health lifestyles, the family and social class
Pierre Bourdieu is a not a theorist readily associated with the sociology of health, illness and medicine. Bourdieu was very much focused on social class cultures and, while he examined the bodily dimensions of classed experience and the production of knowledge, he was generally unconcerned with health issues. Nevertheless, William Cockerham (2013a:251) observes that Bourdieu has recently become fashionable in medical sociology and his concepts "social capital', "habitus' and "lifestyles' are most popular. Cockerham (2013a) claims Bourdieu's new-found popularity is an aspect of medical sociology's recent "theoretical turn', and that his concepts appeal to medical sociologists who wish to move their thinking from "methodological individualism' to focus on the relationship between health and social structures. Bourdieu's theory is therefore useful for "building bridges between mainstream theory and medical sociology' (Williams 1995:601). Of particular interest for this chapter, Bourdieu theorised lifestyle practices, and his understanding of the ways in which these practices are embedded within and enact class culture helps researchers to explain the prevalence of unhealthy lifestyle practices in an era in which rich nations have unprecedented access to health education.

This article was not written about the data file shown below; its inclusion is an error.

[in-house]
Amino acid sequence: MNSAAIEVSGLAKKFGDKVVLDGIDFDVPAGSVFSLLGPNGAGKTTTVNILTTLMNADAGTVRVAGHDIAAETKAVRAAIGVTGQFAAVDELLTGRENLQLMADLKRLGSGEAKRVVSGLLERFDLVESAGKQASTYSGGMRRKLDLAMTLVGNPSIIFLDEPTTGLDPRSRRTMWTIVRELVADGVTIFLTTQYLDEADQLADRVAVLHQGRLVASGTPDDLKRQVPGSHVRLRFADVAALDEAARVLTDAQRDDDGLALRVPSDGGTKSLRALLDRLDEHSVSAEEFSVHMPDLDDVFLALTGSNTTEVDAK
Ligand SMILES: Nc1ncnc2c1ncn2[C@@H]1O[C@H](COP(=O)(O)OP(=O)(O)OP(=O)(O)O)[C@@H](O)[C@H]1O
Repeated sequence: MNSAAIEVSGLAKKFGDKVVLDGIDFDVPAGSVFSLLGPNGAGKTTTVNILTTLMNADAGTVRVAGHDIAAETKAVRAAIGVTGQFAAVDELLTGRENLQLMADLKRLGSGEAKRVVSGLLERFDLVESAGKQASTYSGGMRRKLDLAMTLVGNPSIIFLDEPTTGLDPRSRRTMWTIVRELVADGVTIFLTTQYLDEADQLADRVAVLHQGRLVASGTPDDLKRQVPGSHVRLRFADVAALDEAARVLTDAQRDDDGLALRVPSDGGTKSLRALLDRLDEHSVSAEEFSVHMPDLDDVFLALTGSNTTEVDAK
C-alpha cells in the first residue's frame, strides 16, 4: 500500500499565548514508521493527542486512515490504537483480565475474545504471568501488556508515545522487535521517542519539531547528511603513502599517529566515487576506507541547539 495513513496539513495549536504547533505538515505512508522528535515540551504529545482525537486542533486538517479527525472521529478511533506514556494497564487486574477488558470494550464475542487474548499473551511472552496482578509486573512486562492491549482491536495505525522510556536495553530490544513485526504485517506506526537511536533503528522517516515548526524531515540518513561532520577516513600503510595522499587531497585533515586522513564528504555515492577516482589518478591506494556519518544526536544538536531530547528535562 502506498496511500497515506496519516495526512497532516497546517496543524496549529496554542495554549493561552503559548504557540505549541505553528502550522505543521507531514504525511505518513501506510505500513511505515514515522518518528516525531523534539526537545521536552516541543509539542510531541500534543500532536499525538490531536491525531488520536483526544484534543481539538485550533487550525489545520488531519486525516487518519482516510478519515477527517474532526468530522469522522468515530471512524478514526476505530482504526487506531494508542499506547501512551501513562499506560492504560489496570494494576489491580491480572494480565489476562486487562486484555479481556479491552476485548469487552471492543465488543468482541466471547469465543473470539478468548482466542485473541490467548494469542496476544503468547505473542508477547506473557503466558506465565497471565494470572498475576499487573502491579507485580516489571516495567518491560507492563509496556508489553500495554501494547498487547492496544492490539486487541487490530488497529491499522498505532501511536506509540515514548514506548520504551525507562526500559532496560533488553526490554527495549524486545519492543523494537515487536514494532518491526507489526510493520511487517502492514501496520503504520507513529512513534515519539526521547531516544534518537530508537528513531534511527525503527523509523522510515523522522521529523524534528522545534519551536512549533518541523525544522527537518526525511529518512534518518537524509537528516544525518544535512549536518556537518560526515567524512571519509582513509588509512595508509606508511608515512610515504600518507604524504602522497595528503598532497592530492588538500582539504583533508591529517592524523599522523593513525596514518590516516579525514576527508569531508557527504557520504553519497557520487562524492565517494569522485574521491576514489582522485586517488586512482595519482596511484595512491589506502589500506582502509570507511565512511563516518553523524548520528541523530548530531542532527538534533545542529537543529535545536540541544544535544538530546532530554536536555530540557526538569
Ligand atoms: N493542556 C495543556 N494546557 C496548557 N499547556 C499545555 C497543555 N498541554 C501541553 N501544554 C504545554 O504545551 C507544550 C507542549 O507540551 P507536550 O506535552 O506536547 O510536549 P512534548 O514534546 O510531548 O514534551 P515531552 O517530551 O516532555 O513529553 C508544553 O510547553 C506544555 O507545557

Huppatz, K. (2015)., Pierre Bourdieu: health lifestyles, the family and social class, in F. Collyer (ed.), The Palgrave handbook of social theory in health, illness and medicine, Dordrecht, Springer, pp. 370-385.
This document is unfortunately not available for download at the moment.